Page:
Still, the art direction is pretty, the score has its moments, and Lionel Jeffries in particular gives a well-rounded and engaging performance. But the fact remains that this is a film with serious pacing and structural problems, and in which none of the big-name creators  seem to have brought their A-game.

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With the UK in danger of vanishing entirely under a pile of snow, I find myself wanting to watch something light and sunny and daft. And so, to a movie which holds the distinction of being the first Hammer film I ever saw, round about the age of six.

Hammer horror movies were a staple of the schedule (admittedly the late-night schedule) in the eighties and nineties – my own adolescence might have been rather different if they hadn’t – but they’re very little seen on TV nowadays, which I think is rather a shame. However, still relatively common now, as it was in the late seventies, is the appearance of one or other of the Hammer caveman fantasies. You know, I say caveman fantasies, but if we look at the poster we can perhaps get an idea of what the film-makers’ priorities really were:


Yes, it’s Don Chaffey’s One Million Years B.C., and as you can see the actual cavemen are not the main feature of the publicity. Somewhat more prominent (in every sense of the word) is former weathergirl Raquel Welch, almost wearing the remains of several rabbits (actual rabbits are mysteriously missing from the film itself). If you can tear yourself away from Raquel, I would direct your attention to a couple of other features of the poster: the strapline ‘This is the way it was‘, which is a very brave assertion given the poster features a caveman being eaten by a brontosaurus, and the bit of the blurb concluding ‘…a savage world where the only law was lust!‘ – which, as we shall see, is arguably overegging the pudding.

Anyway, One Million Years B.C. is set in what scientists have come to refer to as the Dumbassic Era of history, and opens with the formation of the Earth – which strongly resembles someone letting off a catherine wheel at the other end of a very smoky shed (I may be giving away special effects secrets here). Eventually we find ourselves in a bleak, prehistoric world (for once, not the woods out the back of Hammer’s Borehamwood production base but the Canary Islands), where we meet the good folk of the Rock Tribe, who – as their name suggests – are the original rockers, with matted hair, beards, and bearskins (well, maybe not the last one). In charge of the Rock Tribe is Akhoba (Robert Brown, later to evolve into James Bond’s boss), but jockeying for preferment are his two sons Sakana (Percy Herbert, a ubiquitous if fairly anonymous film actor) and Tumak (John Richardson). Also on the scene is the luscious, slightly naughty cavewoman Nupondi, played by Martine Beswick. I know everyone goes on about Raquel Welch when they talk about this film, but if you asked me to make a choice between her and Martine, I really don’t know which way I’d jump (so to speak). Even if I plumped for Raquel, I can’t guarantee I wouldn’t be thinking of Martine.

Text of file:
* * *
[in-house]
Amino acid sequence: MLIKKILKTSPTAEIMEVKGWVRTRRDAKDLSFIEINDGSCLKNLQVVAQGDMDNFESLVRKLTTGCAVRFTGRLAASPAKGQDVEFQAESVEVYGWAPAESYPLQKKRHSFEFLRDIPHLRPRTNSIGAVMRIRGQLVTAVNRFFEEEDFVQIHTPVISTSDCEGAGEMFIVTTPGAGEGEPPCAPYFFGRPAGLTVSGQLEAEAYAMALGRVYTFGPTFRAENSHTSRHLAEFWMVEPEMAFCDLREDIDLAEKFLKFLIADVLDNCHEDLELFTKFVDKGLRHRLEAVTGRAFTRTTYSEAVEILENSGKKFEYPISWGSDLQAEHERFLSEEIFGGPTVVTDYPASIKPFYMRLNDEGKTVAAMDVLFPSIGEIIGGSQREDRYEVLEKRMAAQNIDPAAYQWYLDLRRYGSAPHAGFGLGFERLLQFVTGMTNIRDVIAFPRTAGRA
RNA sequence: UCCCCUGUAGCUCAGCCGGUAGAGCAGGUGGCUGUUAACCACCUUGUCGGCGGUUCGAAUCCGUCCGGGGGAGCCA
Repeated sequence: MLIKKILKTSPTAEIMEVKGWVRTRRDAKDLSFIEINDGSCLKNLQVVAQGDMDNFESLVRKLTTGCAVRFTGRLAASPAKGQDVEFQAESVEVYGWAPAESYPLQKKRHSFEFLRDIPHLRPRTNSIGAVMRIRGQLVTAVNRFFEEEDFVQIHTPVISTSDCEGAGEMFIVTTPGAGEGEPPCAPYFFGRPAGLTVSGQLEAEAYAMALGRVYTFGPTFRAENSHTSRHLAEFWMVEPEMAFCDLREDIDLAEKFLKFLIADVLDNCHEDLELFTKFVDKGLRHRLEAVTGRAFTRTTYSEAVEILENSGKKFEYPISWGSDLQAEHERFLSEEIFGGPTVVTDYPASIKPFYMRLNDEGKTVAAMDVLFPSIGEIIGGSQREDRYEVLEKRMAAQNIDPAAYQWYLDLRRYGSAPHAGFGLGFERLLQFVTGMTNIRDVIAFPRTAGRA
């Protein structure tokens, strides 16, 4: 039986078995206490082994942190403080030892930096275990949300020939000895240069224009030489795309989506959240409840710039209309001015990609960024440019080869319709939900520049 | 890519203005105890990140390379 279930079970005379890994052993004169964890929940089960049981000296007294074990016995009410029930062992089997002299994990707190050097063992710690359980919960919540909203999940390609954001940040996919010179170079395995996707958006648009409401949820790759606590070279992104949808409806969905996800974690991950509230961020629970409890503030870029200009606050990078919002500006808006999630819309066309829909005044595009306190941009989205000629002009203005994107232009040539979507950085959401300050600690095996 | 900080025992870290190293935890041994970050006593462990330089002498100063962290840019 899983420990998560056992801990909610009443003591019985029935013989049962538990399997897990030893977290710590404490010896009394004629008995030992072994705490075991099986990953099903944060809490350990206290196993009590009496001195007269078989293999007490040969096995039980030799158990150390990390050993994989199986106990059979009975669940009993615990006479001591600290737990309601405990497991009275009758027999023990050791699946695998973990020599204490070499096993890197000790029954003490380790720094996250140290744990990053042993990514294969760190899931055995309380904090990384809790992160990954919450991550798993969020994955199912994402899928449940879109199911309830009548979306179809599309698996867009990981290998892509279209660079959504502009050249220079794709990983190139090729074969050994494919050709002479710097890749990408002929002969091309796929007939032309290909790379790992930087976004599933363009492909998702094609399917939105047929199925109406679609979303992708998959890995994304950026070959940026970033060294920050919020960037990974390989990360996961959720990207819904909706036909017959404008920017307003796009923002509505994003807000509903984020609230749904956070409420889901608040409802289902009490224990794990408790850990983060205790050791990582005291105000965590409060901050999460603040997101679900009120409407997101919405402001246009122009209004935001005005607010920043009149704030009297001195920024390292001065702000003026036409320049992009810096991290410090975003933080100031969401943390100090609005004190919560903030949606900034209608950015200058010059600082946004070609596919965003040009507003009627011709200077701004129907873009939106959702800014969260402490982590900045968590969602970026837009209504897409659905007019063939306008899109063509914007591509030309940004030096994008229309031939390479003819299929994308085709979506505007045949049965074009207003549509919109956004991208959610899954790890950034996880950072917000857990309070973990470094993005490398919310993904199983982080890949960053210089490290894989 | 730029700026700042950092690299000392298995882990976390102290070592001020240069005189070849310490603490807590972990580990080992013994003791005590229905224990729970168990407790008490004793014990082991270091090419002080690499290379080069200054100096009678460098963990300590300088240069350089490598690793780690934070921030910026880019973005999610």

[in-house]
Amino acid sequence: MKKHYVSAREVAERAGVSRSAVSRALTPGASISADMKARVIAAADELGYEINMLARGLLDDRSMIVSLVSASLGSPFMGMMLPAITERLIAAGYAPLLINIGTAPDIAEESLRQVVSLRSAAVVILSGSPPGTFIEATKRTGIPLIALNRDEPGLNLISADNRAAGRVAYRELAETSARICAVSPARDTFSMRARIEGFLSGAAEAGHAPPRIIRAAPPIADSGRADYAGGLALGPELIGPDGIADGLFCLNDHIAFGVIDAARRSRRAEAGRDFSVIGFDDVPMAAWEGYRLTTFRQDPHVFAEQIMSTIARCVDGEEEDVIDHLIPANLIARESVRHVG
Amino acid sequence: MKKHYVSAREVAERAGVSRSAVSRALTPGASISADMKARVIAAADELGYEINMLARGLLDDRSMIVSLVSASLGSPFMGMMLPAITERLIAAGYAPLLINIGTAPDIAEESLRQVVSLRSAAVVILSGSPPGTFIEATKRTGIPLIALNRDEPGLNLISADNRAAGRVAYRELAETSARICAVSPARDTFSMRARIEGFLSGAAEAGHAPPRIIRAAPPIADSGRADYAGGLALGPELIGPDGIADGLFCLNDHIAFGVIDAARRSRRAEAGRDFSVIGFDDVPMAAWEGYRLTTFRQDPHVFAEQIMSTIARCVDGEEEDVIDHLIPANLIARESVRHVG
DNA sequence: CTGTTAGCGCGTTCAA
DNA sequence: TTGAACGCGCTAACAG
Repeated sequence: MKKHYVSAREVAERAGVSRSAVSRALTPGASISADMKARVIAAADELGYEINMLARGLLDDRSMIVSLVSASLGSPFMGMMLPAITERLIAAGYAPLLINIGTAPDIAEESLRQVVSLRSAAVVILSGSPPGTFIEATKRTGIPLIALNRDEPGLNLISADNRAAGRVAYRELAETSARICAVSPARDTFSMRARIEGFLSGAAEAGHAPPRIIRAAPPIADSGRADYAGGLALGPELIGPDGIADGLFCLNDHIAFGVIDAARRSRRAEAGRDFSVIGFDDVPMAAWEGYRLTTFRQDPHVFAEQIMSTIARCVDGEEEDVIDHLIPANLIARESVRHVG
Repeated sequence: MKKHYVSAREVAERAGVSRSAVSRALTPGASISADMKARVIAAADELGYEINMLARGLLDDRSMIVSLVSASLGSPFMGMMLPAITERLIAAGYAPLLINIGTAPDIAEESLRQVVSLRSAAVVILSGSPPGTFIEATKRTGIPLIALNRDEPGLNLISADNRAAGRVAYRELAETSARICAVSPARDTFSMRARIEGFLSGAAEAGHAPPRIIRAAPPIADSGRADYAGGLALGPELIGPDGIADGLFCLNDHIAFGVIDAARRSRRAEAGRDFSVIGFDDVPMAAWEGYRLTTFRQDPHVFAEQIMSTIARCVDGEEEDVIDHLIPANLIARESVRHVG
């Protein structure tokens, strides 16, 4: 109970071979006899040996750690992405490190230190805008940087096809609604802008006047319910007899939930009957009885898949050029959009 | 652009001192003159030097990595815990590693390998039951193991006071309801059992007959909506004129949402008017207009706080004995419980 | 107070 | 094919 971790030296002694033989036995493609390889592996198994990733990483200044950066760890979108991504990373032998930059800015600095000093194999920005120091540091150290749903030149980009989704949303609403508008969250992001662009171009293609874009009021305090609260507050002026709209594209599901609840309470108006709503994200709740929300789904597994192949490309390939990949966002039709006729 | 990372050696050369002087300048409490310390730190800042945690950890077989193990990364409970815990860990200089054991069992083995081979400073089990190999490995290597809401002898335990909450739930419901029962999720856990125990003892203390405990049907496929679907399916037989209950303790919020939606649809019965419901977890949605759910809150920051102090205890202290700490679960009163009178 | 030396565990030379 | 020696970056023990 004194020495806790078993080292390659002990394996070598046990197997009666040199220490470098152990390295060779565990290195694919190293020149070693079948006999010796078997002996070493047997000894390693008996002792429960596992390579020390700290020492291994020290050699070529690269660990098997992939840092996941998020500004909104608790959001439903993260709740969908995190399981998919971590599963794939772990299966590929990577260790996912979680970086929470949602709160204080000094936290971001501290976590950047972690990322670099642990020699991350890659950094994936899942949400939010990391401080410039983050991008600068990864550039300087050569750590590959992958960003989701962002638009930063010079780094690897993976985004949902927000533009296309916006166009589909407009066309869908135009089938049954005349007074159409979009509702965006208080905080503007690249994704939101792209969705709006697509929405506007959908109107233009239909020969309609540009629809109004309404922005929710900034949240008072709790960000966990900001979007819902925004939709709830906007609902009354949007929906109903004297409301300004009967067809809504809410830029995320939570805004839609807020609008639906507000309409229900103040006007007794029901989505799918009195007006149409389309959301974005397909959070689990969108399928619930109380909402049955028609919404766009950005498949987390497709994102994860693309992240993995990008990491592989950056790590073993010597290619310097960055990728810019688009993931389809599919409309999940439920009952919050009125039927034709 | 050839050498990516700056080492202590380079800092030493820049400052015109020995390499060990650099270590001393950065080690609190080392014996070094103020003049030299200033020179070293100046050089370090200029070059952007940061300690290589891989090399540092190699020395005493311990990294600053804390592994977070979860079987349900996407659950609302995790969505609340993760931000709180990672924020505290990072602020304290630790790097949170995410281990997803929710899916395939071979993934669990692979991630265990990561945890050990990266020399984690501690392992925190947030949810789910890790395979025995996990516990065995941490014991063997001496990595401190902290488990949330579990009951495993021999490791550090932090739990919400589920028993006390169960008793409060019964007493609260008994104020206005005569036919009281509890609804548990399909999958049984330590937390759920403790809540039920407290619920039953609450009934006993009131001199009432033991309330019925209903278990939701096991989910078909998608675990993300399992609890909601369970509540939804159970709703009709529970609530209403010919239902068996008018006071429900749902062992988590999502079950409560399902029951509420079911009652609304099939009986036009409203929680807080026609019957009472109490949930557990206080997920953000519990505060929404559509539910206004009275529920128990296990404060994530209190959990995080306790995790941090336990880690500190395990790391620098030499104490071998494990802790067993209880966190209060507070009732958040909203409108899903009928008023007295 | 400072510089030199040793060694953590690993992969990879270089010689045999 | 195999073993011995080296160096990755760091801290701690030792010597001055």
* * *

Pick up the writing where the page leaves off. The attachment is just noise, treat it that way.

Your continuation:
Sorry, back to the film. John Richardson is an interesting example of that very rare stock figure, the Hammer hunk – in most of their films, the juvenile male lead ends up playing a very secondary role to character actors like Peter Cushing and Christopher Lee. Richardson, however, gets to play a proper leading man role here and in She (he gets a reasonable part in Vengeance of She, too), based as much – one suspects – on his good looks as his acting ability. There is a persistent story that he was also married to Martine Beswick, too, so all-in-all his position on the All-Time Jammy Git chart is looking good.

Some things never change, and even in the Dumbassic Era a family barbeque is the cause of friction. Tumak finds himself kicked out of the Rock Tribe and banished into a vast lava desert inhabited only by carnivorous ape-creatures, and poorly-composited giant spiders and iguanas (effects maestro Ray Harryhausen apparently suggested using the blow-ups, the idea being that having seen live creatures, the audience would be more likely to think the animated dinosaurs were real. Ray’s logic is at fault here, as all one is left with are two different kinds of obvious special effect, the animation (which is great) and the blown-up real animals (which are rather embarrassing)).

On the other side of the desert is the sea, where Tumak encounters the Shell Tribe, a more culturally and technologically advanced group (they have invented spears, painting, and leg-shaving). He finds himself strangely drawn to Loana (Welch), perkiest of the Shell Tribe’s young women, although this may be because she had less rabbitskin to work with when fashioning her outfit than anyone else in the tribe. Despite saving a child from an attack by some sort of theropod carnivore (is it a juvenile tyrannosaur? is it an allosaur? does it really matter anyway?), Tumak gets himself kicked out of the Shell Tribe too, mainly because he is a selfish thicko. Loana finds herself caught in the grip of a force beyond her control (I’m talking about the requirements of the script, by the way, not love) and goes along with him.